ATTOM: Foreclosure Completions Up 64%

ATTOM, Irvine, Calif., reported 30,677 U.S. properties with foreclosure filings in October, up 57 percent from a year ago, but down 5 percent from October.

The company’s U.S. Foreclosure Market Report also reported lenders repossessed 3,770 U.S. properties through completed foreclosures in November, down 9 percent from last month but up 64 percent from last year.

“We may be at or near a peak level of foreclosure activity for 2022,” said Rick Sharga, executive vice president of market intelligence with ATTOM. “While foreclosure starts and foreclosure completions both increased compared to last year’s artificially low levels, they declined from last month, and lenders often put a moratorium on foreclosures during the holiday season.”

The report said nationwide one in every 4,580 housing units had a foreclosure filing in November. States with the highest foreclosure rates were again: Illinois (one in every 2,401 housing units); Delaware (one in every 2,736 housing units); New Jersey (one in every 2,916 housing units); South Carolina (one in every 3,195 housing units); and Wyoming (one in every 3,237 housing units).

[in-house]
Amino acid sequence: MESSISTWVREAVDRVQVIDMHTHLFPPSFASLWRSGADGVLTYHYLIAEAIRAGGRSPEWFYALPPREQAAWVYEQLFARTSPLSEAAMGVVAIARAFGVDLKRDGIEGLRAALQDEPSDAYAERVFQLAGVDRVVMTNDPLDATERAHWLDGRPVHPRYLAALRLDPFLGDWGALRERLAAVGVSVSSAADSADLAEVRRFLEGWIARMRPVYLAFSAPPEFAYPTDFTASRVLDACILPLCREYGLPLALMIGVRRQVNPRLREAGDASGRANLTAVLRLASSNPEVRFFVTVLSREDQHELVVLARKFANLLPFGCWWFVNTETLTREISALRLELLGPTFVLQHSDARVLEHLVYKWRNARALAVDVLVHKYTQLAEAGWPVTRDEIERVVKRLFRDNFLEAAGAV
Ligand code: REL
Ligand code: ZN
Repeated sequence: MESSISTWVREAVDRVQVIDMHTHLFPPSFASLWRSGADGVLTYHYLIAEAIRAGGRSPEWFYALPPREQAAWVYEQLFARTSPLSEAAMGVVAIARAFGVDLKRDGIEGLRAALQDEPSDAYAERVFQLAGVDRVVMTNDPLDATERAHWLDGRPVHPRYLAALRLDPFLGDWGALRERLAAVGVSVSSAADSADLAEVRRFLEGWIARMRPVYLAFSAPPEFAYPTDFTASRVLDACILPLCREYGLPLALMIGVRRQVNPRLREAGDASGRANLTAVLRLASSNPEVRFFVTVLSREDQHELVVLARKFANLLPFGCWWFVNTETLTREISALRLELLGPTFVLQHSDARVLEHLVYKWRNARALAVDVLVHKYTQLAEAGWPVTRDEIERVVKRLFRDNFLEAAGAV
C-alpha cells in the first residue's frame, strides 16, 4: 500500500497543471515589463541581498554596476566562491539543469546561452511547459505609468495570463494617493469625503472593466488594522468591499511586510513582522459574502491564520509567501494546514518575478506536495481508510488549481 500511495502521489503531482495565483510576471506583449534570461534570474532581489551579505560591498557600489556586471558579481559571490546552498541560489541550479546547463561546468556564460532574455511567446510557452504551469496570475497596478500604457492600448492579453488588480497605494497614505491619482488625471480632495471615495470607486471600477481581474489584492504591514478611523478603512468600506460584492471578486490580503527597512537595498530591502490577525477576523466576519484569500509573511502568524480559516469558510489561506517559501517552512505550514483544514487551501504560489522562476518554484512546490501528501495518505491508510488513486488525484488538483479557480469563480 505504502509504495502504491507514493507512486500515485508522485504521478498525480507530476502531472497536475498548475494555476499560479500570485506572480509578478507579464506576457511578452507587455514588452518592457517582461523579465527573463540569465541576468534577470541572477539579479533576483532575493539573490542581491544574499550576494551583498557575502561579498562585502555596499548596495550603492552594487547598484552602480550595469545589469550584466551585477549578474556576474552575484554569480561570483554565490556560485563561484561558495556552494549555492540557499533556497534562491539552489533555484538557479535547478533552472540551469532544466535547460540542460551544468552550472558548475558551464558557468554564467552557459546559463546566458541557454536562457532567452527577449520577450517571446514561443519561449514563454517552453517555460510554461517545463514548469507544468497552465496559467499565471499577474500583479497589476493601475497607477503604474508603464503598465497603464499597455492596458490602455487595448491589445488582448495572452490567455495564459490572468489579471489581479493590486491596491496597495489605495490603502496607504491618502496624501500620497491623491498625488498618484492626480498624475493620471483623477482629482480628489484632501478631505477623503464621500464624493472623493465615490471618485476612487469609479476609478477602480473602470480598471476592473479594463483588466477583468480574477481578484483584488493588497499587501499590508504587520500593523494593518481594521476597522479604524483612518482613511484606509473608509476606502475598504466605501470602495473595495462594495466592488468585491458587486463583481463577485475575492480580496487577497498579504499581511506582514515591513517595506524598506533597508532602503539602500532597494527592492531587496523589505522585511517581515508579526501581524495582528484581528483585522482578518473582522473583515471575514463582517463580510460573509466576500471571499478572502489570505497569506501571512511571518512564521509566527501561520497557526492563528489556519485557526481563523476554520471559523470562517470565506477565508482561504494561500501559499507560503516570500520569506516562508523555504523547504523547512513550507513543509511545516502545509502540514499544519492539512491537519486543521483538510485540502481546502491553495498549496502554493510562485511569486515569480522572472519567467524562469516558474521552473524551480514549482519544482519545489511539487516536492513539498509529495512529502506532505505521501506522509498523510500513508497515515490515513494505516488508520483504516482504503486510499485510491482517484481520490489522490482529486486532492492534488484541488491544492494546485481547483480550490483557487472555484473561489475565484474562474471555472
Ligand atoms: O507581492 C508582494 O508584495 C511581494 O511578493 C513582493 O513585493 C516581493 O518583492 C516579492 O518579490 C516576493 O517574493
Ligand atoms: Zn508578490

Among 223 metropolitan statistical areas with a population of at least 200,000, those with the highest foreclosure rates in November were Cleveland, Ohio (one in every 1,913 housing units); Columbia, S.C. (one in every 1,938 housing units); Davenport, Iowa (one in every 2,000 housing units); Bakersfield, Calif. (one in every 2,034 housing units); and Atlantic City, N.J. (one in every 2,063 housing units).

The report also said lenders started the foreclosure process on 20,686 U.S. properties in November, down 5 percent from last month but up 98 percent from a year ago.

“Foreclosure starts in November nearly doubled from last year’s numbers, but are still just above 80 percent of pre-pandemic levels,” Sharga said. “We may continue to see below-normal foreclosure activity, since unemployment rates are still very low, and mortgage delinquency rates are lower than historical averages.”